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Neighbors don’t want street named after decades without
In the 13500 block of Olympic View Drive, right across from the long winding fence warning folks to keep out of Bangor near Cougar Valley School, sits a kiosk of mailboxes next to a rocky dirt drive.
That shared easement of a driveway leads to 10 properties and residences. Nobody in those well-kept houses with manicured lawns and gardens wants the county to put a name on the “street” and have their addresses changed. Many of them have lived there more than 20 years.
The county, though, and more specifically, CenCom, wants the road named in order to increase public safety so that emergency responders can arrive on scene more quickly when things go awry. There is a waiver process, but it’s proving to be so cumbersome as to be impossible.
Every property owner must sign a notarized deed and notarized waiver attached to the property’s legal description and pay about $75 in filing fees.
Robert Walker, a Special Forces veteran from the Vietnam era, has lived on the road for 25 years. Last week, he went to the Kitsap County Commissioner’s meeting to get some help keeping things the same.
Walker told commissioners about one property at the dead end of the road that has been abandoned for about 10 years. The owner, he said, can’t be located and the longtime residents on the road shouldn’t have to lose their unnamed rural road because of someone who doesn’t even live there.
Walker said this week that, under the circumstances he and his neighbors find themselves in, the waiver process is merely a “bait and switch.”
Commissioner Josh Brown told Walker that he knew exactly where he and his neighbors live because Brown’s own parents are just a few doors down on Olympic View Drive.
“If you have near unanimity in terms of signing the waiver, that’s what we’re looking for,” Brown said. “If you have one parcel where somebody doesn’t live there and it’s an abandoned property or whatever, that wasn’t the purpose we were striving for in having that waiver. I haven’t heard of a situation like this. I’m happy to work with you on it and try and come up with a solution.”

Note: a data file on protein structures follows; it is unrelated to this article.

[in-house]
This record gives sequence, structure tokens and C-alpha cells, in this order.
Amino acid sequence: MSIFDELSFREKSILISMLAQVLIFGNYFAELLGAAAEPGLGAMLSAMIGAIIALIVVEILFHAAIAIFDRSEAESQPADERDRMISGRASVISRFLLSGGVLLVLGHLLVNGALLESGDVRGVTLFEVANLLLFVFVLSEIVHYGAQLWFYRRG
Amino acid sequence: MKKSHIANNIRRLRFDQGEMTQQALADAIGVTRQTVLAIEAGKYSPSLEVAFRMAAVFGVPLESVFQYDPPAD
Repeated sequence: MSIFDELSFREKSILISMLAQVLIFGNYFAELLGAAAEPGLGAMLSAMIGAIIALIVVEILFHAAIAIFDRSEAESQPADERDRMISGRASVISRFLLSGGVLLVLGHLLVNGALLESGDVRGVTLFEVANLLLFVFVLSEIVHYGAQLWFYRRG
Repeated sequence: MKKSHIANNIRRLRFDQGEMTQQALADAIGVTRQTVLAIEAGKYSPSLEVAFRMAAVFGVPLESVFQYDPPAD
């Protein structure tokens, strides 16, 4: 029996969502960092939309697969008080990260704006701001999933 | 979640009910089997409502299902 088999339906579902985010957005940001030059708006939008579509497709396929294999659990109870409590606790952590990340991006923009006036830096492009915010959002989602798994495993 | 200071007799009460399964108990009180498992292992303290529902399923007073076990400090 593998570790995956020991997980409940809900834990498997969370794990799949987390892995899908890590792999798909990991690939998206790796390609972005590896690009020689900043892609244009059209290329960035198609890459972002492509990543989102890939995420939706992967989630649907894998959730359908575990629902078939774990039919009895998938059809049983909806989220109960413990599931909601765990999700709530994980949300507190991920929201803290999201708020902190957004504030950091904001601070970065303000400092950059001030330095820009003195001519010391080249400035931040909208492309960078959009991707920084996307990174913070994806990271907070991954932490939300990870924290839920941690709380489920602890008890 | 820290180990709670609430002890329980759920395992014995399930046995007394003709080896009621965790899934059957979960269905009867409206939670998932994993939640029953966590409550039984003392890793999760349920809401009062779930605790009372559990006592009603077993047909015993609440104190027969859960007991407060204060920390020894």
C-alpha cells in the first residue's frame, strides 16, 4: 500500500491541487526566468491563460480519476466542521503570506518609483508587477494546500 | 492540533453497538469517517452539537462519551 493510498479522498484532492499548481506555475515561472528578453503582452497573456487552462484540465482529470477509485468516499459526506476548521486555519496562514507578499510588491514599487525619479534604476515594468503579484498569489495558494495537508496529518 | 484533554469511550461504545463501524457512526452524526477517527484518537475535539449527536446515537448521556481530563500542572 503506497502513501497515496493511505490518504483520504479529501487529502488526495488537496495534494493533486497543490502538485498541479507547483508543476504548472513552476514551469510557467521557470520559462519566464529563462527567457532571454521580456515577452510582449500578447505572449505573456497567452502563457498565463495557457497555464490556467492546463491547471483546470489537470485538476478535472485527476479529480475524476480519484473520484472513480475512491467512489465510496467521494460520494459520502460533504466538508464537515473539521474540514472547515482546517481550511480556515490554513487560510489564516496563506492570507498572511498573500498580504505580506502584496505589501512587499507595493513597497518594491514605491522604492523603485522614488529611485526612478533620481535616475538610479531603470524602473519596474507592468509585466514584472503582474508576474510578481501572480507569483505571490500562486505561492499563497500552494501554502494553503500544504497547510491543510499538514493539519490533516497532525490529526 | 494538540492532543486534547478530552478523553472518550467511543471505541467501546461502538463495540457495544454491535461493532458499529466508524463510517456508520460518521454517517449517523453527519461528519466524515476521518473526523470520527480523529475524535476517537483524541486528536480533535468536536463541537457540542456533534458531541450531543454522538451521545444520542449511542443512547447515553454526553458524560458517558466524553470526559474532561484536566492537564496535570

It was, in fact, Brown himself who fought to create a waiver process when new county codes were written to allay CenCom’s public safety concerns. Brown said that the waiver is essential to avoid liability in the event that emergency responders can’t locate a home because of inadequate address sequencing or lack of a street name.
Brown reiterated this week that he is still willing to work with Walker and his neighbors “and come up with a waiver that’s reasonable for that stretch of road” as long as everyone living there exempts first responders from liability.
“This is the only situation where I’m aware of folks having brought it to our attention,” Brown said. “This specific type of situation hasn’t come up before and I don’t think it’s necessary for the policy to be amended, we just need to say, ‘What do we need to do in this case?’ ”
Gene Knoll built his house down the way from Walker’s in 1982 and said that if the driveway was a new road, naming it might make sense, but at this point it isn’t necessary.
“It’s like anything else you deal with at the county, it’s a revenue stream and a roadblock,” he said. “It doesn’t make real good sense from our standpoint.”
Larry Graska, another longtime neighbor, also doesn’t want the road named, but remains guarded.
“What are you gonna do, it’s pretty hard fightin’ city hall,” he said.